Heavy ion space radiation triggers ongoing DNA base damage by downregulating DNA repair pathways
Shubhankar Suman, Pawel Jaruga, Miral M. Dizdar, Albert J. Fornace, Jr., Datta Kamal
Long-duration space missions outside low earth orbit will expose astronauts to a cumulative dose of high-energy particle radiation especially to highly damaging heavy ion radiation, which poses considerable risk to astronauts' health. The purpose of the current study was to quantitatively identify oxidatively induced DNA base modifications and assess status of the repair pathways involved in removing the modified bases in mouse intestinal cells after exposure to γ-rays and iron radiation. Mice (C57BL/6J; 6 to 8 weeks; female) were exposed to 0.5 Gy of either γ-rays or iron radiation and control mice were sham-irradiated. Intestinal tissues were collected 2 months after radiation. DNA base lesions were measured using gas chromatography-tandem mass spectrometry with isotope‑dilution. Base excision repair (BER) and nucleotide excision repair (NER) pathways were assessed using PCR and immunoblotting. Effects of iron radiation were compared to γ-rays and sham-irradiated controls. Exposure to iron radiation resulted in significantly higher levels of several DNA base lesions relative to control animals and those exposed to γ radiation. Assessment of BER and NER showed downregulation of pathway factors both at the RNA as well as at the protein levels. Our results not only provide important insight into DNA damage pattern in intestinal cells in response to iron radiation, but they also confirm our previous immunohistochemistry data on oxidatively induced DNA damage. We suggest that downregulation of the BER and NER pathways is contributing to ongoing DNA base damages long time after radiation exposure and has implications for chronic diseases including gastrointestinal diseases after heavy ion radiation exposure during space travel.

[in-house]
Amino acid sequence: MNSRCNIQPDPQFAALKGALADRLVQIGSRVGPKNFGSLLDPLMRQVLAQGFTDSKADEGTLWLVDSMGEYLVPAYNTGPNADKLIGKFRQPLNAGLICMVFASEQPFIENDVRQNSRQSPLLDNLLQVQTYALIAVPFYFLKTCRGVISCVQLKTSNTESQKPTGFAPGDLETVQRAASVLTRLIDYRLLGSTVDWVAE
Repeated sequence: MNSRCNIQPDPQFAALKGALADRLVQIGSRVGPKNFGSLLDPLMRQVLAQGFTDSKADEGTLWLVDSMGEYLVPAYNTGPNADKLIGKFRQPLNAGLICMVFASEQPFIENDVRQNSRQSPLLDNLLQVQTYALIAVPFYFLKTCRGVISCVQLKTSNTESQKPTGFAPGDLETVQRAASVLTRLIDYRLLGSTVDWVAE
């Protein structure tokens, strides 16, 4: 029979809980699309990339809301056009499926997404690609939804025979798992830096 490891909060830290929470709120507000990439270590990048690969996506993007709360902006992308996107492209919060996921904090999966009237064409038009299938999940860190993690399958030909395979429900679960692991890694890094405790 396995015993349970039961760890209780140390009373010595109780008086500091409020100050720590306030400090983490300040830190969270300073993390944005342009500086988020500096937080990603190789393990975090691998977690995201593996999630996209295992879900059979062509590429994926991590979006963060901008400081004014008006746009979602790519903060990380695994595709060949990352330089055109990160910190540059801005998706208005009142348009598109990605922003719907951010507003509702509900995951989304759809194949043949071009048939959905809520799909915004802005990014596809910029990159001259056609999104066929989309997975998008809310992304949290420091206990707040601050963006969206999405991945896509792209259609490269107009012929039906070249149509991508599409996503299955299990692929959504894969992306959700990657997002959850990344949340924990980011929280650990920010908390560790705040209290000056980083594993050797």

, Jaruga, P.
, Dizdar, M.
, Fornace, A.
and Jr., D.
Heavy ion space radiation triggers ongoing DNA base damage by downregulating DNA repair pathways, Life Sciences in Space Research, [online], https://doi.org/10.1016/j.Issr.2020.07.001
(Accessed November 30, 2023)